To the top

Page Manager: Webmaster
Last update: 9/11/2012 3:13 PM

Tell a friend about this page
Print version

'Polycythaemia of stress'… - University of Gothenburg, Sweden Till startsida
To content Read more about how we use cookies on

'Polycythaemia of stress' in subjects with Type A and Type B behaviour patterns.

Journal article
Authors Sverker Jern
Christina Jern
Hans Wadenvik
Published in Journal of psychosomatic research
Volume 35
Issue 1
Pages 91-8
ISSN 0022-3999
Publication year 1991
Published at Wallenberg Laboratory
Institute of Clinical Neurosciences
Institute of Internal Medicine, Dept of Medicine
Pages 91-8
Language en
Keywords Adult, Arousal, physiology, Blood Cell Count, Blood Pressure, physiology, Heart Rate, physiology, Hematocrit, Hemoglobinometry, Humans, Male, Personality Tests, Polycythemia, blood, psychology, Problem Solving, physiology, Stress, Psychological, blood, complications, Type A Personality
Subject categories Clinical Medicine


To determine the importance of emotional stress for relative polycythaemia, we studied 11 subjects with the Type A and 11 subjects with the Type B behaviour patterns during short-term mental stress. All subjects were healthy, normotensive non-smoking young males aged 20-34 yr. without any medication. During rest there were no significant differences in heart rate, blood pressure, or plasma catecholamines between the two groups, but the A-group had significantly higher haemoglobin concentration (147 vs 140 g/l; p less than 0.005) and haematocrit (43.8 vs 42.1%: p = 0.05) than the B-group. In the whole group, there was a positive correlation between resting diastolic blood pressure and haemoglobin concentration (r = 0.53; p less than 0.05). In response to 10 min of mental arithmetic, haematocrit, haemoglobin and erythrocyte count rose approximately 2% (p less than 0.001 throughout). The stress-induced changes were not significantly different between the A- and B-groups. It is concluded that mild relative polycythaemia could be induced by acute emotional stress. In subjects with the Type A behaviour pattern a slight haemoconcentration is present already at rest, which further increases during stress.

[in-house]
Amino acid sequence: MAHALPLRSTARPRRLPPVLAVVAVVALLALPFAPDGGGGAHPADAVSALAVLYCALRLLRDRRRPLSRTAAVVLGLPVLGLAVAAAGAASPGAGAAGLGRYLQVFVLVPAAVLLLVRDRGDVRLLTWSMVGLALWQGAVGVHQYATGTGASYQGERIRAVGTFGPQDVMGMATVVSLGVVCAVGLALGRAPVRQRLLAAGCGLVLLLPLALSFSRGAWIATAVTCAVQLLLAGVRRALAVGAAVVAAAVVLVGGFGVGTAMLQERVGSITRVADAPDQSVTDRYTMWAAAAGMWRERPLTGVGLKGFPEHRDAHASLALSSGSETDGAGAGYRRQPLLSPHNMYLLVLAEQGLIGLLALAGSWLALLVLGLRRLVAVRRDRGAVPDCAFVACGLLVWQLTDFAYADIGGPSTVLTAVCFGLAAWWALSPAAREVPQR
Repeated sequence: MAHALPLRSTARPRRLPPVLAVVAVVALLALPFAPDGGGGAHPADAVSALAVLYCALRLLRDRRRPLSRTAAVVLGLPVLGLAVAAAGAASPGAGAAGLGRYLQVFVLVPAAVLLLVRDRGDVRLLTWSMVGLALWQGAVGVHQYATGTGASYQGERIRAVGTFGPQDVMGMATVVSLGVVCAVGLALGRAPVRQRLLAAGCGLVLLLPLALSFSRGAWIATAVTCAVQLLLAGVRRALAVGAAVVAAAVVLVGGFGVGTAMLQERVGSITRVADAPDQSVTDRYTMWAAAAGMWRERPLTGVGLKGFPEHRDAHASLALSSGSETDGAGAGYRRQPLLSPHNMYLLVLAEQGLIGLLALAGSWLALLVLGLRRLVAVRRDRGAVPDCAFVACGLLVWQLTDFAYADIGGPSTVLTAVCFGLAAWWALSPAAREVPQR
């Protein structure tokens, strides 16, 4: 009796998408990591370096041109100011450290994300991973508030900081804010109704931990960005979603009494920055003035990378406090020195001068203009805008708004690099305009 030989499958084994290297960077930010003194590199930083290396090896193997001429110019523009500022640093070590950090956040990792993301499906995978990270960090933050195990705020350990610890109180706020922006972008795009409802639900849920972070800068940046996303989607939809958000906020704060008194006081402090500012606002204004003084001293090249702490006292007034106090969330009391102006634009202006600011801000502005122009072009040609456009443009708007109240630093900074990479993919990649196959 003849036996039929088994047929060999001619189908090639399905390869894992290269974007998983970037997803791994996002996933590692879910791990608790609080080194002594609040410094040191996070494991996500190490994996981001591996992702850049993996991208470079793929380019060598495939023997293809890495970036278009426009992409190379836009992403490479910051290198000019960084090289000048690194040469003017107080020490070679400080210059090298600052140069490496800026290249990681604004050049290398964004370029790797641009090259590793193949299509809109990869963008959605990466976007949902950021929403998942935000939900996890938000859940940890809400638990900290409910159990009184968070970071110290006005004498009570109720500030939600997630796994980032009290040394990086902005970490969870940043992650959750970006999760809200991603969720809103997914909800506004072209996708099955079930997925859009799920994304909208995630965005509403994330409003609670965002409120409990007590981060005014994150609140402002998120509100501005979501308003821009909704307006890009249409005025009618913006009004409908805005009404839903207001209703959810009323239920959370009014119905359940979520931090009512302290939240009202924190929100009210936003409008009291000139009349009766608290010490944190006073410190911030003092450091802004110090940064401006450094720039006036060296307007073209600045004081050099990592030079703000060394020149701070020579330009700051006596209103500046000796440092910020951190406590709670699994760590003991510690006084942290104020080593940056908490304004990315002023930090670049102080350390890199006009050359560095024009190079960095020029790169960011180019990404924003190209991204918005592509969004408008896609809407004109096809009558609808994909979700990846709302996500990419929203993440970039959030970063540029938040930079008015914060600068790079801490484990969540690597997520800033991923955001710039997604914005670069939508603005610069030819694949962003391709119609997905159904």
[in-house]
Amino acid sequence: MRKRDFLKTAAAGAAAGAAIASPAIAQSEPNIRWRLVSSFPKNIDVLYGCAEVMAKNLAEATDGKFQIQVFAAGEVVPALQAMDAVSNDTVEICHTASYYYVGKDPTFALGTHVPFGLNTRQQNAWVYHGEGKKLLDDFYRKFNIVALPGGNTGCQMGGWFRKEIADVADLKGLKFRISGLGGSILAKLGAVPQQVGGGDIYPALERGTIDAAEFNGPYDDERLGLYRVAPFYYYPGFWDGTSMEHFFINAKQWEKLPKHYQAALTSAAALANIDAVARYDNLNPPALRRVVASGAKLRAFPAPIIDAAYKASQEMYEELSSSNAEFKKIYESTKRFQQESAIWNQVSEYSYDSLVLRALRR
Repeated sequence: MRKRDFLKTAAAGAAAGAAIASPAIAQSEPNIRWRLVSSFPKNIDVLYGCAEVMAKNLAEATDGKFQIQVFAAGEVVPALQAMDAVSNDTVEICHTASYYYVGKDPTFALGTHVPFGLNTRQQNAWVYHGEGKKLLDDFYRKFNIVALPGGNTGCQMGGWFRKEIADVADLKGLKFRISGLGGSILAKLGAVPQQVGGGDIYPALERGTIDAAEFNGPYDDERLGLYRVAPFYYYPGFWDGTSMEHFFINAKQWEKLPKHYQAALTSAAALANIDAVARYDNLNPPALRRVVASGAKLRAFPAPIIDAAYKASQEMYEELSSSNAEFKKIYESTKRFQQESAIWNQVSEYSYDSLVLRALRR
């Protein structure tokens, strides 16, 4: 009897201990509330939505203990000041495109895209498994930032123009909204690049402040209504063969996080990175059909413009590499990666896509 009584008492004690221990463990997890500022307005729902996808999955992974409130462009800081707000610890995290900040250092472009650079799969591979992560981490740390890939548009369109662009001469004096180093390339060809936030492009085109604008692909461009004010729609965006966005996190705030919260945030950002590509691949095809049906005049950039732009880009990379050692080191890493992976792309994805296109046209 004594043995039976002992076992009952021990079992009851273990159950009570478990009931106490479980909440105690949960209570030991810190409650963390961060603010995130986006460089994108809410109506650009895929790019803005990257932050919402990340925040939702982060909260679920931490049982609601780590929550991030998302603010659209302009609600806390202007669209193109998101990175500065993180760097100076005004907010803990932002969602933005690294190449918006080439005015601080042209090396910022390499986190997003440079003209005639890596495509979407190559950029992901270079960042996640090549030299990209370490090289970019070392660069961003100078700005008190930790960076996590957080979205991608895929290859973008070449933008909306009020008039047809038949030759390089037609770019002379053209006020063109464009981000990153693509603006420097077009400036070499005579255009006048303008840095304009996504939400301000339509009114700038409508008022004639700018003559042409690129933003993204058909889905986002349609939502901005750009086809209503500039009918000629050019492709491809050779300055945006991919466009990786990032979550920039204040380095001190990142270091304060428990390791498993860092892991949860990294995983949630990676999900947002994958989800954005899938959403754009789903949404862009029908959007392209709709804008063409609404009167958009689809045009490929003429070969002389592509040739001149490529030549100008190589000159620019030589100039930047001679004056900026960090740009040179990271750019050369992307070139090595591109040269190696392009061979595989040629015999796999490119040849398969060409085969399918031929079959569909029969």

Page Manager: Webmaster|Last update: 9/11/2012

The University of Gothenburg uses cookies to provide you with the best possible user experience. By continuing on this website, you approve of our use of cookies.  What are cookies?